There are many chemical metering related equipment available to consider in regards to your chemical injection application. Most of them being installed in line to assist the chemical metering pump.
Some of the more common chemical metering pump ancillary equipment are:
- Pulsation dampeners: which reduce the spikes in flow and pressure
- Relief valves: protect the chemical pump from dead heading
- Back pressure valves: to make sure the inlet and outlet check ball valves seat properly due to having some back pressure; as well as keeping liquid from siphoning through the solution head due to a the suction line having a higher pressure than the discharge side’s back pressure.
- Pressure gauges, flow meters, and so on.For this particular article we want to focus on foot valves and how AIR can be an enemy to diaphragm type metering pumps in regards to staying primed and reaching their rated flow rate capacities.
How does Air hinder chemical injection applications?
Terms to know:
Suction Lift: this exists when the source of the chemical supply is below the center of the metering pump’s solution head. Positive displacement type pumps are not often designed to overcome a suction lift without having the line manually primed. This article goes on to explain more.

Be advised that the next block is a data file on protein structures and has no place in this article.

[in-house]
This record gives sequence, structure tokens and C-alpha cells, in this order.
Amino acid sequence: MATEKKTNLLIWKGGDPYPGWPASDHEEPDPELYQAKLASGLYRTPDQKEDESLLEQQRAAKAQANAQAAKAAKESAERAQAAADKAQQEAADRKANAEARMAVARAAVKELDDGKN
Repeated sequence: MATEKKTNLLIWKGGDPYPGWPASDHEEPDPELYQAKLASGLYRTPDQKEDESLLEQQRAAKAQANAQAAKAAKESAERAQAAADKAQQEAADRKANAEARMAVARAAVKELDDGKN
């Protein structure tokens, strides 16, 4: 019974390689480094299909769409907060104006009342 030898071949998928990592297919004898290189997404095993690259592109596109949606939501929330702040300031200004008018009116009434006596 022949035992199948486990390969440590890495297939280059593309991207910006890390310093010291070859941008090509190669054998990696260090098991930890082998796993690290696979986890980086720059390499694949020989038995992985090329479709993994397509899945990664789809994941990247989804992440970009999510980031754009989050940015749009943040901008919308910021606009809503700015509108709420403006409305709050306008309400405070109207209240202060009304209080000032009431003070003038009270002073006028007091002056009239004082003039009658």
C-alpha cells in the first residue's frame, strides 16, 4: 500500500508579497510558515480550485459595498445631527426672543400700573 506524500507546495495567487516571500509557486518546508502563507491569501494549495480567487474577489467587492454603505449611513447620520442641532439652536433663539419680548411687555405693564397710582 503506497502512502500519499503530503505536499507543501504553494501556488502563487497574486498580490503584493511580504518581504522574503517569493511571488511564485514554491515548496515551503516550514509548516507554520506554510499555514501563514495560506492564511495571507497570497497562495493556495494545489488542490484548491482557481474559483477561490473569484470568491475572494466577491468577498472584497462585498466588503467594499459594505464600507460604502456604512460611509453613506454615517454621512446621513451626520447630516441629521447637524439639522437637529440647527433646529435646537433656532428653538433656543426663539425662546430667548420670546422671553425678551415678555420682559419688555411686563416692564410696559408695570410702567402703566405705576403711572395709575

Flooded Suction: this exists when the source of the chemical supply is even with or above the center of the chemical metering pump’s solution head. Flooded suctions are ideal for positive displacement diaphragm type metering pumps.
If there is air in the process line, and even more so when specifically in the suction line, diaphragm type chemical metering pumps can ‘air lock’. Air locking is when the chemical injection processes becomes stagnant, no output, due to a pocket of air. Diaphragm type metering pumps are not 100% air tight and
also not designed to pump air in general, making it nearly impossible to naturally overcome the pocket of air in order to prime up and start dosing the chemical again. In a previous blog we covered “air locking” extensively, check it out if you want to learn more about this issue with chemical metering pumps.
But for now, we want to focus specifically on the foot valve reduces the negative effects of air in a chemical metering process. This article will go on to discuss how this system component can help ensure your pump fires up and displaces the chemical every time, immediately on startup, when the metering pump is facing a suction lift set up. Foot valves can also help the system avoid losing prime during operation.
Foot Valves: when and why you should consider one, and how they work…
Chemical injection applications often use standard 55 gallon drums where the chemical solution is already mixed to appropriate concentration. In which case, pouring them into a holding tank to be the chemical metering pump’s supply source is often deemed redundant.
In these scenarios it is usually easiest for your operators to pump directly out of them, switching new chemical drums in and out as needed. When this is the set up for the suction side of the chemical metering pump, there is no easy way to provide the pump with a flooded suction end.